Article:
On Tuesday, February 3rd, the communities of St. John Vianney Theological Seminary, Redemptoris Mater Missionary Seminary and the Augustine Institute came together for the annual J. Francis Cardinal Stafford Lecture. “The Stafford Lectures are a great tradition that we have here at the seminary,” reflects Matt Magee, a seminarian for the Archdiocese of Denver. “They give us the opportunity to engage various theological or philosophical topics in a sophisticated way from leading scholars in their respective disciplines.”
“The Cardinal Stafford Lecture is a principal academic event to honor the work and vision of the founding Archishop of SJV,” explained Fr. Andreas Hoeck, the Academic Dean for the seminary. “It began back in 2000, and this February we celebrated the 17th Stafford Lecture.”
This year, Fr. Stephen Brock, a priest of the Personal Prelature of Opus Dei, was invited to present on two philosophical topics. “Whenever I had to choose my classes for the following semester, I always chose the classes [Fr. Brock] offered first,” said Fr. Angel Perez-Lopez, a formation advisor and professor at SJV. “Fr. Brock is a very sharp scholar: a man with a towering intellect, capable of contemplating with precision the truth.”
Fr. Brock teaches Medieval Philosophy at the Pontifical University of the Holy Cross in Rome. On Tuesday, he presented to seminarians and faculty two lectures. In the morning, “St. Thomas’ Third Way of Proving a God: Logic or Love?” set out to give an explanation of St. Thomas Aquinas’s Third Way from the Summa Theologiae. In the afternoon, “The Causality of Petitionary Prayer” offered an understanding of the way our prayer affects the events of the world as not contradictory to the omniscience of God.
“Father Brock made a compelling case against holding either a purely philosophical or anthropomorphic conception of God,” remarked seminarian Chris Marbury who is currently studying philosophy at SJV.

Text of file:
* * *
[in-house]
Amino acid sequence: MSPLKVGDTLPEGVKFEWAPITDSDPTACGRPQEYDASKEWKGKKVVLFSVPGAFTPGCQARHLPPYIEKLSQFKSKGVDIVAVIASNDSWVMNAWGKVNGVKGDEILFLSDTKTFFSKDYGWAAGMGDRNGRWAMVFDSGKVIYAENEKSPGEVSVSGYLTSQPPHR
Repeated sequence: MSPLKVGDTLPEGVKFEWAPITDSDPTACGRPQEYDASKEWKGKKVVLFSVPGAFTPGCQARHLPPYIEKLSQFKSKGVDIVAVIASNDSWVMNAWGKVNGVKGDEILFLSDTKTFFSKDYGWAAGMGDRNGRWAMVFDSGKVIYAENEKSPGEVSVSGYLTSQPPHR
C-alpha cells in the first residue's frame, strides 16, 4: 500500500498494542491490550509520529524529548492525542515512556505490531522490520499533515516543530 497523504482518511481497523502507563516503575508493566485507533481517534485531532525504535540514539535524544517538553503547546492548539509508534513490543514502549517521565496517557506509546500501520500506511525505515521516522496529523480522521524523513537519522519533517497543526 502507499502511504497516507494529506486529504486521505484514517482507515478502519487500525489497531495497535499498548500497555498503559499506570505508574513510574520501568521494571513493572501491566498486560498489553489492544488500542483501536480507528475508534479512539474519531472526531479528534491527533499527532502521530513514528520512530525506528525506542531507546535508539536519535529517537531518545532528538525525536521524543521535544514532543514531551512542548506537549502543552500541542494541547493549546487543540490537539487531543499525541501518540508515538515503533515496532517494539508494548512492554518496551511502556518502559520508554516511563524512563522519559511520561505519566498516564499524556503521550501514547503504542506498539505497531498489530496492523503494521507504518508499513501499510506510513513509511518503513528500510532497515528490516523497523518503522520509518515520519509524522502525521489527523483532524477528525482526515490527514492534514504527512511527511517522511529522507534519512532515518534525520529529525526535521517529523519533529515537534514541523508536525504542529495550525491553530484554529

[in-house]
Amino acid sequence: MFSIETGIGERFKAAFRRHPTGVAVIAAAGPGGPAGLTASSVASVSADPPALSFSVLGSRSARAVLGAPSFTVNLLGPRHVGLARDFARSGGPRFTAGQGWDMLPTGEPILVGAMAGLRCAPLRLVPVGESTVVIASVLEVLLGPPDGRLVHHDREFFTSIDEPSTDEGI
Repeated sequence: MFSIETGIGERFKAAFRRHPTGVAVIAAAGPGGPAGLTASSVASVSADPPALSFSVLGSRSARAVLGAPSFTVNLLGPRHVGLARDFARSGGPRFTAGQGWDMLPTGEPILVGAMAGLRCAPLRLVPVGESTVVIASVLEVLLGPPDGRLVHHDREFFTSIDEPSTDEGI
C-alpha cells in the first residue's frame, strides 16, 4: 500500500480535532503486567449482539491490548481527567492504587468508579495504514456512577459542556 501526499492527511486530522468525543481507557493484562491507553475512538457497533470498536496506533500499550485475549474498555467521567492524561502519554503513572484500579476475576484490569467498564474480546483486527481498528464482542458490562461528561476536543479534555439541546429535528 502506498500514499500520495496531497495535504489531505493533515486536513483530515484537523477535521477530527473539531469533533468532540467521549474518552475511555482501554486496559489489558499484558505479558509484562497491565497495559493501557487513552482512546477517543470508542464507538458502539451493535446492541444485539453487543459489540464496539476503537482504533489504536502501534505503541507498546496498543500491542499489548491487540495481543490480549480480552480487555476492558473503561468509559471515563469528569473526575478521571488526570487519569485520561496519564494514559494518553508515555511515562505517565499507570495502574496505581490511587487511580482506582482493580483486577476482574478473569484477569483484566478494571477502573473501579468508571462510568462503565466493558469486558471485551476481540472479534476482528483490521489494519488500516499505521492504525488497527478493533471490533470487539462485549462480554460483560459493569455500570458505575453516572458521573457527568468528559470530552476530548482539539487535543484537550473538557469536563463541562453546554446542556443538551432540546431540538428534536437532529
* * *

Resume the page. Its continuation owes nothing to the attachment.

“I found it incredible that one man could spend an hour and a half talking about three small paragraphs of Thomas’ third way,” said Magee. In reference to the lecture about the causality of prayer, Magee noted the application of Fr. Brock’s lecture: “it’s a common question that a lot of people have that he tried to answer in a very thorough way.”
“I think it’s important to have these lectures as an enrichment,” continues Magee who is currently studying Theology at SJV, “because they are designed to stimulate our desire to continue further study, both outside of class time and outside of when our time at the seminary comes to an end.”
The seminaries of the Archdiocese along with the Augustine Institute are committed to excellent intellectual formation. “The Stafford Lecture is a rare opportunity for the entire community to share in a common intellectual activity,” reflected Marbury, “which always inspires meaningful and enjoyable conversation between seminarians across all stages of formation.”
This year’s Stafford lectures can be accessed here:
Morning Lecture: “St. Thomas’ Third Way of Proving a God: Logic or Love?” Download | Stream:
Afternoon Lecture: “The Causality of Petitionary Prayer” Download | Stream: